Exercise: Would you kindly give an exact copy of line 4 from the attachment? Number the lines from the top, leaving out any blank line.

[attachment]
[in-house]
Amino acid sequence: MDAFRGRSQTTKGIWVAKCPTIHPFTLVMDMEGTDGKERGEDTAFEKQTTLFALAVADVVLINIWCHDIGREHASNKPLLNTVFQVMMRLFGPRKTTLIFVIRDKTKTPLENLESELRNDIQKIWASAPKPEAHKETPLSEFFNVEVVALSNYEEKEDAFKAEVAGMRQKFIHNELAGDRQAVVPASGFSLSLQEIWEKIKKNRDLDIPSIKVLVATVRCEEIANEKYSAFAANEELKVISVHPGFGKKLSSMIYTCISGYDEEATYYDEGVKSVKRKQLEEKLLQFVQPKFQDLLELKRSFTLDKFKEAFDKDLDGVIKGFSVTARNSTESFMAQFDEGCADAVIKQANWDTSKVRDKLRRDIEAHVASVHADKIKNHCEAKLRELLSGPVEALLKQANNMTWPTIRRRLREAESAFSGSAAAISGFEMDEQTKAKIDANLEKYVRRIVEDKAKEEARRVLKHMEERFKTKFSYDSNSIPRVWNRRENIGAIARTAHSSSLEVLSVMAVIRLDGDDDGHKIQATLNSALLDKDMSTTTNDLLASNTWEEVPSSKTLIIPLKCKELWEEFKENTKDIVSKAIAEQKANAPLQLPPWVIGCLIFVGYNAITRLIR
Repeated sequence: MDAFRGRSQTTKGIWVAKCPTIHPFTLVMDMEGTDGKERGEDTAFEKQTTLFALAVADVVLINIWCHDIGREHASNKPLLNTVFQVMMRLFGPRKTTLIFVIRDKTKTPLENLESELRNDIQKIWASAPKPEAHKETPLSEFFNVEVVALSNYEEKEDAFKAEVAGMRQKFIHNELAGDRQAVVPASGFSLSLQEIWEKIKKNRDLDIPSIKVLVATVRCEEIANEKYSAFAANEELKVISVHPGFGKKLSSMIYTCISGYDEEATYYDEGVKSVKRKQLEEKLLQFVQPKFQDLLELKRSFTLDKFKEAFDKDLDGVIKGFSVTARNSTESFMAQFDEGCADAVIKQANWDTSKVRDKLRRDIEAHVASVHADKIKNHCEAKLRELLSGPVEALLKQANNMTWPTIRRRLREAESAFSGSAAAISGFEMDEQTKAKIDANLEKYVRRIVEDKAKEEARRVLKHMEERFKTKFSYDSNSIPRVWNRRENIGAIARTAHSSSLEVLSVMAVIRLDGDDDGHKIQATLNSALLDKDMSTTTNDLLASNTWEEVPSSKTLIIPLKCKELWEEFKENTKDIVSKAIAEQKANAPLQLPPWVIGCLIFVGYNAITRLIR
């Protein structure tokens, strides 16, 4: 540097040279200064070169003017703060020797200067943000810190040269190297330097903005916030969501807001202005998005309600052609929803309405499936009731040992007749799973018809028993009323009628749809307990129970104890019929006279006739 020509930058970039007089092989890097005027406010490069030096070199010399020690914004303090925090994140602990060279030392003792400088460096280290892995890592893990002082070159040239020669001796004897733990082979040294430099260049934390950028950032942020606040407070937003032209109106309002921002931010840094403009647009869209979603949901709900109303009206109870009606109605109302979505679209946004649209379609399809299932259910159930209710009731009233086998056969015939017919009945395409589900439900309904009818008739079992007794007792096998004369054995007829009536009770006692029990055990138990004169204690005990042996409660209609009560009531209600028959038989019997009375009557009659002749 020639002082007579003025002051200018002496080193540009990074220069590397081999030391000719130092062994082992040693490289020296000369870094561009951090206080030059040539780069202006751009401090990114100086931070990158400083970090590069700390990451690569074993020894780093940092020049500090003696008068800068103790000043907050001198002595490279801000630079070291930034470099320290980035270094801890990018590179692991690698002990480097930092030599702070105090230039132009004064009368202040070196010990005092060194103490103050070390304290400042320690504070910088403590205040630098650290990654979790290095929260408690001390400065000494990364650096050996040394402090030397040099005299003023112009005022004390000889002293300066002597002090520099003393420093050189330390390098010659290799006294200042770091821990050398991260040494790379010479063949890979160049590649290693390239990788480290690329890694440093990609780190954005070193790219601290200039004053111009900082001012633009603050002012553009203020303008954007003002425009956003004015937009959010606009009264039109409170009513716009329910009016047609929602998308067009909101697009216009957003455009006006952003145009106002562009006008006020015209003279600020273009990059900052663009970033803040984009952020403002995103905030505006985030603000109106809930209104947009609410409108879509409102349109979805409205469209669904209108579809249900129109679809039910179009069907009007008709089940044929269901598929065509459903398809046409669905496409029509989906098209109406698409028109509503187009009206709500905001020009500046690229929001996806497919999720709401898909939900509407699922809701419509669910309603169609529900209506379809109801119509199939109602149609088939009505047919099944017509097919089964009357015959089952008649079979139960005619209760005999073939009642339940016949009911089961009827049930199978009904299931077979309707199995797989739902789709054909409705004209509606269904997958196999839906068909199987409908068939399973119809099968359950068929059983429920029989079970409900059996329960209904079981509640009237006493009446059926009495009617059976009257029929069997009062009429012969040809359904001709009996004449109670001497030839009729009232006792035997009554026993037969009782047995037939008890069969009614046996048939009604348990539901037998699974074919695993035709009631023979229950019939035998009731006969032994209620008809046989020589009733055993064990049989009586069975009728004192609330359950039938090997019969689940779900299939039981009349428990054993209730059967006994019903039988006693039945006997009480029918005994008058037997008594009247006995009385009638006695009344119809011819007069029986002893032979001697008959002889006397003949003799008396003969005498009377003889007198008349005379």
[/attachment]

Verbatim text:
């Protein structure tokens, strides 16, 4: 540097040279200064070169003017703060020797200067943000810190040269190297330097903005916030969501807001202005998005309600052609929803309405499936009731040992007749799973018809028993009323009628749809307990129970104890019929006279006739 020509930058970039007089092989890097005027406010490069030096070199010399020690914004303090925090994140602990060279030392003792400088460096280290892995890592893990002082070159040239020669001796004897733990082979040294430099260049934390950028950032942020606040407070937003032209109106309002921002931010840094403009647009869209979603949901709900109303009206109870009606109605109302979505679209946004649209379609399809299932259910159930209710009731009233086998056969015939017919009945395409589900439900309904009818008739079992007794007792096998004369054995007829009536009770006692029990055990138990004169204690005990042996409660209609009560009531209600028959038989019997009375009557009659002749 020639002082007579003025002051200018002496080193540009990074220069590397081999030391000719130092062994082992040693490289020296000369870094561009951090206080030059040539780069202006751009401090990114100086931070990158400083970090590069700390990451690569074993020894780093940092020049500090003696008068800068103790000043907050001198002595490279801000630079070291930034470099320290980035270094801890990018590179692991690698002990480097930092030599702070105090230039132009004064009368202040070196010990005092060194103490103050070390304290400042320690504070910088403590205040630098650290990654979790290095929260408690001390400065000494990364650096050996040394402090030397040099005299003023112009005022004390000889002293300066002597002090520099003393420093050189330390390098010659290799006294200042770091821990050398991260040494790379010479063949890979160049590649290693390239990788480290690329890694440093990609780190954005070193790219601290200039004053111009900082001012633009603050002012553009203020303008954007003002425009956003004015937009959010606009009264039109409170009513716009329910009016047609929602998308067009909101697009216009957003455009006006952003145009106002562009006008006020015209003279600020273009990059900052663009970033803040984009952020403002995103905030505006985030603000109106809930209104947009609410409108879509409102349109979805409205469209669904209108579809249900129109679809039910179009069907009007008709089940044929269901598929065509459903398809046409669905496409029509989906098209109406698409028109509503187009009206709500905001020009500046690229929001996806497919999720709401898909939900509407699922809701419509669910309603169609529900209506379809109801119509199939109602149609088939009505047919099944017509097919089964009357015959089952008649079979139960005619209760005999073939009642339940016949009911089961009827049930199978009904299931077979309707199995797989739902789709054909409705004209509606269904997958196999839906068909199987409908068939399973119809099968359950068929059983429920029989079970409900059996329960209904079981509640009237006493009446059926009495009617059976009257029929069997009062009429012969040809359904001709009996004449109670001497030839009729009232006792035997009554026993037969009782047995037939008890069969009614046996048939009604348990539901037998699974074919695993035709009631023979229950019939035998009731006969032994209620008809046989020589009733055993064990049989009586069975009728004192609330359950039938090997019969689940779900299939039981009349428990054993209730059967006994019903039988006693039945006997009480029918005994008058037997008594009247006995009385009638006695009344119809011819007069029986002893032979001697008959002889006397003949003799008396003969005498009377003889007198008349005379």